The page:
Hands On With The AMD Radeon RX 6600 XT
Written by Michael Larabel in Graphics Cards on 6 August 2021. Page 1 of 1. 45 Comments

After the AMD Radeon RX 6600 XT was announced last week and ahead of the retail availability next week, today AMD's "unboxing embargo" has expired for this new RDNA2 graphics card focused on delivering high 1080p frame rates. The card we have been testing out under Linux is the ASRock Phantom Gaming RX 6600 XT.

With today's embargo lift just being around the product unboxing, we aren't yet allowed to talk about the performance of the Radeon RX 6600 XT but can at least show the card... And needless to say, AMD wouldn't have sent out this graphics card to us if the Radeon RX 6600 XT wasn't working under Linux or had major problems. So that alone speaks to the Linux support, but of course more on that next week.

As a reminder, the Radeon RX 6600 XT is launching at $379 USD given today's graphics card climate and is focused on delivering superior 1080p performance. The RX 6600 XT based on the earlier announcement should be competing with the NVIDIA GeForce RTX 3060 series and deliver much greater uplift than the RX 5600 XT or RX 5700 Navi cards.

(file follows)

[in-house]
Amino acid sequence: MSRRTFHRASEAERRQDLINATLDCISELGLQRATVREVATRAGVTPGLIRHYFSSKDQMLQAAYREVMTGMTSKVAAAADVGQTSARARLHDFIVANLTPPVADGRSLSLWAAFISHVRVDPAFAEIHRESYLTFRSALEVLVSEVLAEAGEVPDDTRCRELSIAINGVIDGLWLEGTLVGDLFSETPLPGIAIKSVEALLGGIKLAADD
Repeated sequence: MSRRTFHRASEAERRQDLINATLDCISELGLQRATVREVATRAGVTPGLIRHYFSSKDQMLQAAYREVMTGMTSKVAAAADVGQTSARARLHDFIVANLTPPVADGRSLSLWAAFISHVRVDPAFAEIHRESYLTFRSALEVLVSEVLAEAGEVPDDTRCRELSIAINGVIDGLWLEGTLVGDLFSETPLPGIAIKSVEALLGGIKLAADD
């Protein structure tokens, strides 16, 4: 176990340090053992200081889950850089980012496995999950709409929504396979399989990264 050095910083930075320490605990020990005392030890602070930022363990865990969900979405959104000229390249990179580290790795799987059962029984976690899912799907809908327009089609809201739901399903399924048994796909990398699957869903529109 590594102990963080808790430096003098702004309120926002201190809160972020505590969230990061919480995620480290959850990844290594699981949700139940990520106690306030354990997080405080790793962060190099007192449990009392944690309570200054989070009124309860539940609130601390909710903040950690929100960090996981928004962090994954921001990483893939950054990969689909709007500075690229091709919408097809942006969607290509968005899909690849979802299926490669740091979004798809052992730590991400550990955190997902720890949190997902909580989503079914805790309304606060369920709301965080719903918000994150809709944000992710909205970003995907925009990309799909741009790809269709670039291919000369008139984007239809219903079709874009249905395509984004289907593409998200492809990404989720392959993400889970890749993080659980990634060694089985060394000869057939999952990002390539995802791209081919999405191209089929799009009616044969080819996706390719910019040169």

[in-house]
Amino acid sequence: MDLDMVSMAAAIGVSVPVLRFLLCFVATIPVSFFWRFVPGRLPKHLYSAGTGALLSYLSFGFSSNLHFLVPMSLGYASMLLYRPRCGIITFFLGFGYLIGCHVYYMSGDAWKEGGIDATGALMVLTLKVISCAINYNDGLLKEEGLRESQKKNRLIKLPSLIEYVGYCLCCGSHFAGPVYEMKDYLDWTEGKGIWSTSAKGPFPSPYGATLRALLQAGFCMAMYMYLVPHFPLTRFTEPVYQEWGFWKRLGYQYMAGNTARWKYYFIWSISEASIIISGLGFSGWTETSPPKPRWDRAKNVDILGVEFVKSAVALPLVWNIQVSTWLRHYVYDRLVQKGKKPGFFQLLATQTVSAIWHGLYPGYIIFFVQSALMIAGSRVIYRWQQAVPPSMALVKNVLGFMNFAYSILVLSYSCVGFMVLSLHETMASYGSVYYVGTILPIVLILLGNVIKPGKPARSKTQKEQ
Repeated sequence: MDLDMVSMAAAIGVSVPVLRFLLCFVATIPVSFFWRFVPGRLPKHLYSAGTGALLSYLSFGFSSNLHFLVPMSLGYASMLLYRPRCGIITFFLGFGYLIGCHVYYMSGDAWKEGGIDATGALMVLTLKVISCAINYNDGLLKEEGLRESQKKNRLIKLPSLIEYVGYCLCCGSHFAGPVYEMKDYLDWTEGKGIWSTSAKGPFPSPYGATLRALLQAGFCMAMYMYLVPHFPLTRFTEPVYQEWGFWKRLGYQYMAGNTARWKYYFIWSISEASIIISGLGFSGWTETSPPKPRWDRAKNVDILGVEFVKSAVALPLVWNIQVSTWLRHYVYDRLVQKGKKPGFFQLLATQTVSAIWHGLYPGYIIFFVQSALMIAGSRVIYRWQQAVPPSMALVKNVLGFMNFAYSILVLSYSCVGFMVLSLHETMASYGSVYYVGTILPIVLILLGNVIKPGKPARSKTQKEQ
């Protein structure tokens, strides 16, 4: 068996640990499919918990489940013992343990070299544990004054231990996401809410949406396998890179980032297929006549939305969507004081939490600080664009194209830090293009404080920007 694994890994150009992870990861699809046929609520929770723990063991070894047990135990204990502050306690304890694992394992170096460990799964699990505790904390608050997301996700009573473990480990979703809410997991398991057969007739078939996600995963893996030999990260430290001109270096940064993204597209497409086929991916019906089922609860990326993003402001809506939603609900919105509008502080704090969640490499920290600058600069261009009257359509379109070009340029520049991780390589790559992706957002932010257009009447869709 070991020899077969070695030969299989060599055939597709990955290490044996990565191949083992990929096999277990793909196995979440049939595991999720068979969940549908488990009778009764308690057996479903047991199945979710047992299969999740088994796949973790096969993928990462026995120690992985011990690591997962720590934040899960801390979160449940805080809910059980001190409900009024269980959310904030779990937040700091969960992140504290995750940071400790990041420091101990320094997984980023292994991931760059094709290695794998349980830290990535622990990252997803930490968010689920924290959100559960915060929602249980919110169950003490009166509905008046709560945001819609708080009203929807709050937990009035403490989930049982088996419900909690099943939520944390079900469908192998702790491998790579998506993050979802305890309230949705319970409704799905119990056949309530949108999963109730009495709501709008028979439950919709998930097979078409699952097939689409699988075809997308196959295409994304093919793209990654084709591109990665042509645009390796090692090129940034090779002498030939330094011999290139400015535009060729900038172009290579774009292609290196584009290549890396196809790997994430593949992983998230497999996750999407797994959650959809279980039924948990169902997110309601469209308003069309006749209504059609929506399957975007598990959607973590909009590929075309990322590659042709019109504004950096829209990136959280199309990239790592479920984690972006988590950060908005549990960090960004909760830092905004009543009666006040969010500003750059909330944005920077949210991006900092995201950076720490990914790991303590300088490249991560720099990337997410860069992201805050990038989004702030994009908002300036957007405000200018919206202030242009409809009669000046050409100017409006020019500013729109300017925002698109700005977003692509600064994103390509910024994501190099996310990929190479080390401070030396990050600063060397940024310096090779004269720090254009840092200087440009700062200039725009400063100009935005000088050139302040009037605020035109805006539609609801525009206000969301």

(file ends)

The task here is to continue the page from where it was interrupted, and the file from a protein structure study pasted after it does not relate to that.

The Radeon RX 6600 XT Linux support is under the "Dimgrey Cavefish" codename. The open-source Dimgrey Cavefish work dates back to September 2020 and with the kernel-side AMDGPU driver premiered in Linux 5.11 and has seen improvements in succeeding kernels. Likewise, Mesa 20.3 added Dimgrey Cavefish with RDNA2 / Dimgrey improvements across the Mesa 21.x releases. But regardless what version of the Linux kernel and Mesa you are on, AMD has been in good rhythm of releasing new Radeon Software for Linux packaged drivers around launch day for supporting new GPUs on enterprise Linux distributions. Long story short, you can expect Linux driver support for the RX 6600 XT with all the details next week.

Learn more on 11 August and stay tuned for the Linux benchmarks on Phoronix.

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Michael Larabel is the principal author of Phoronix.com and founded the site in 2004 with a focus on enriching the Linux hardware experience. Michael has written more than 20,000 articles covering the state of Linux hardware support, Linux performance, graphics drivers, and other topics. Michael is also the lead developer of the Phoronix Test Suite, Phoromatic, and OpenBenchmarking.org automated benchmarking software. He can be followed via Twitter or contacted via MichaelLarabel.com.

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